Well, it is…I actually have an answer for that, and it’s not the answer that Harlan Ellison gives, which is Schenectady.

Yeah, exactly.

My answer is that every science fiction writer I know, every fantasy writer I know, either has a notebook or, nowadays, a cellphone, that they keep notes in. And the difference between a writer and a non-writer is only this: non-writers have just as many ideas about stories as writers do, they just don’t write them down. They don’t remember them later. I write all my ideas down

So, the answer to the question is I get all my ideas from stealing them. I look at writers who are better than me and I steal their ideas. Now, in order to not be caught by the cops, what I do is…not the cops, excuse me, not to be caught by the readers…what I do is, I steal two ideas at once and intermingle them after filing the serial numbers off, and I also think about the thing, I think, “What if it really happened?” Not if it was convenient for a story. But what would the ramifications be, you know? So that’s why…if you remember The Golden Age…that story, the origin story for that story was, at a convention, a girl in the audience stood up and asked a question. And she said that people were much happier in the old days than they are now. And I asked her, “Where did you hear that?” She said, “Well, I read it,” and I said, “So, who are you reading?” Because it looks to me like people living in the modern day, your chance…you don’t have to go into the profession your father was, you don’t….you have more liberty to do just about anything you can imagine, including things our ancestors couldn’t even imagine. If the pharaoh of Egypt had a headache, he could not get an aspirin, because there was no such thing in those days. He couldn’t go get an ice cream cone. I can get ice cream. I can hop in my car and go get an ice cream right now, you know, at any time of, any hour of the day or night.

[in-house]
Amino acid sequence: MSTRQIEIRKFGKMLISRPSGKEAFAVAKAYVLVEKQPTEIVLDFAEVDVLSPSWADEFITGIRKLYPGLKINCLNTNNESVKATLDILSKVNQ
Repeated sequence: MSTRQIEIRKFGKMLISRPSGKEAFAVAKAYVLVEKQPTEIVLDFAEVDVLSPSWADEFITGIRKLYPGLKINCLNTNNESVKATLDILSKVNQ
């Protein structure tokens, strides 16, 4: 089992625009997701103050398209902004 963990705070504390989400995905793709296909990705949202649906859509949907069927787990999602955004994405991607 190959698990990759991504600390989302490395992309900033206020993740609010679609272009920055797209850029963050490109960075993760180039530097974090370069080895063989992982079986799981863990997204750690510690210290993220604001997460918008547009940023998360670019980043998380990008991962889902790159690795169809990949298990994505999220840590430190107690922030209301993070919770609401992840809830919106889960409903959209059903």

Now, that doesn’t necessarily create happiness. There are some problems that are caused by great wealth. So, the idea of The Golden Age was, let’s take every science fiction trend I can think of and take it to the ultimate extreme and put a novel as far in the future as I can imagine and still have what’s recognizable as something like a human being, as a main character. And let’s just see what the problems would be, even in the utopia or as close to utopia as human beings can get to. So, I ended up writing a sort of non-utopia. Now, that idea is not original to me. That idea comes from Sir Thomas More. But that’s where I got my ideas.

Now, Lost on  the Last Continent. Now, most people here…let me just say again…

Before we do that, give a brief synopsis of Lost on the Last Continent.